The theoretical prediction of the effect was developed in Professor Torsten Meier’s research group. A big challenge was the experimental implementation, which was carried out in the research group led by Professor Ilya Akimov (TU Dortmund University): “The temporal control of optical echoes is a highly dynamic effect, whereby the control pulse virtually pauses the system,” says Hendrik Rose, a PhD student in Paderborn. Alexander Kosarev, a PhD student at TU Dortmund University, adds: “This effect was recently theoretically predicted, was successfully experimentally implemented by us and offers a wealth of possibilities for manipulating light emissions from semiconductor systems.” The samples used were produced in Professor Sven Höfling’s (University of Würzburg) research group.
The research findings are the result of a collaboration funded by the German Research Foundation (DFG) as part of the Transregio 142 “Tailored Nonlinear Photonics” project. Based on this first demo, the scientists now want to optimise the effect, by increasing the time lags, for example. The phenomenon is set to be further developed in the future, in particular for novel applications in the field of photonic quantum technologies, which are the subject of intensive research at the Institute for Photonic Quantum Systems (PhoQS) at Paderborn University.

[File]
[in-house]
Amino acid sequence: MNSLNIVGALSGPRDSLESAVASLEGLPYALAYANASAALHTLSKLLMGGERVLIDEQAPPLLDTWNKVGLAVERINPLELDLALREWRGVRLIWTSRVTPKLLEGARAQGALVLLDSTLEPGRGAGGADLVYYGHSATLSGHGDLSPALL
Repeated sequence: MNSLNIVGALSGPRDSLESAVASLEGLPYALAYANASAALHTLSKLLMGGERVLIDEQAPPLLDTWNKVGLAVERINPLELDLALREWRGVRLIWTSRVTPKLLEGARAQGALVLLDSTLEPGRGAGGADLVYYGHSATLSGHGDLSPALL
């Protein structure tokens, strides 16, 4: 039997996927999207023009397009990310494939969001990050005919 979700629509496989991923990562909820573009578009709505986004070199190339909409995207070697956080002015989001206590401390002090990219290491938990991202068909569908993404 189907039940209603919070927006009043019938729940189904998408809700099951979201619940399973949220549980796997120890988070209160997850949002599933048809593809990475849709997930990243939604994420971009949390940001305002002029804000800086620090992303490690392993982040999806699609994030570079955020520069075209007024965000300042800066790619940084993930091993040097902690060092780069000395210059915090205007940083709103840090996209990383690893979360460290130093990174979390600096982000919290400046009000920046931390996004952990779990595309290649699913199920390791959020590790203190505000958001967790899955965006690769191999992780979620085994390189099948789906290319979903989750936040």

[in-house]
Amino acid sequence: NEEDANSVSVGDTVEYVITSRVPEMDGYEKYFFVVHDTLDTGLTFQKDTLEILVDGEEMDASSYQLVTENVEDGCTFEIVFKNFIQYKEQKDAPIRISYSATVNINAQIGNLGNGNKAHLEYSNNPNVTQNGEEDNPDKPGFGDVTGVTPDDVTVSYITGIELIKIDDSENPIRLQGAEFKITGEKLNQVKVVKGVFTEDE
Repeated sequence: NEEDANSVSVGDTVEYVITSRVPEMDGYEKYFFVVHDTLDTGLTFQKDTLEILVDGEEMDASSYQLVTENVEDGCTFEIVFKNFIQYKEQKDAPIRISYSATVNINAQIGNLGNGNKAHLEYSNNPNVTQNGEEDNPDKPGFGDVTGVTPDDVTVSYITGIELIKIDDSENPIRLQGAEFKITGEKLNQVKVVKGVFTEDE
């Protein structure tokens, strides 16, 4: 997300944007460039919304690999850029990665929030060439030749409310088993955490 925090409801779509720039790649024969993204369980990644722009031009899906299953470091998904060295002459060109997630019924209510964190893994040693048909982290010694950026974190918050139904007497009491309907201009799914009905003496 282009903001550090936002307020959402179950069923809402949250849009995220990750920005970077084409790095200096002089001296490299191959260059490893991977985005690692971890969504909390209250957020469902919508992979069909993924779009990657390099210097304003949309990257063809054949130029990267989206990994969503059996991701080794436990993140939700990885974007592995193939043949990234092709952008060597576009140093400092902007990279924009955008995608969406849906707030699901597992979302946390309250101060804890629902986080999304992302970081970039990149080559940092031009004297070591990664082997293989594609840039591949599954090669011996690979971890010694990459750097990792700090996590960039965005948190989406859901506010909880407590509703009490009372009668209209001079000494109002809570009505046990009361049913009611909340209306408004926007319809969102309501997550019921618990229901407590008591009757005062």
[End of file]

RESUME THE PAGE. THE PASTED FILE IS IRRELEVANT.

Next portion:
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Location & approach
The campus of TU Dortmund University is located close to interstate junction Dortmund West, where the Sauerlandlinie A 45 (Frankfurt-Dortmund) crosses the Ruhrschnellweg B 1 / A 40. The best interstate exit to take from A 45 is "Dortmund-Eichlinghofen" (closer to Campus Süd), and from B 1 / A 40 "Dortmund-Dorstfeld" (closer to Campus Nord). Signs for the university are located at both exits. Also, there is a new exit before you pass over the B 1-bridge leading into Dortmund.
To get from Campus Nord to Campus Süd by car, there is the connection via Vogelpothsweg/Baroper Straße. We recommend you leave your car on one of the parking lots at Campus Nord and use the H-Bahn (suspended monorail system), which conveniently connects the two campuses.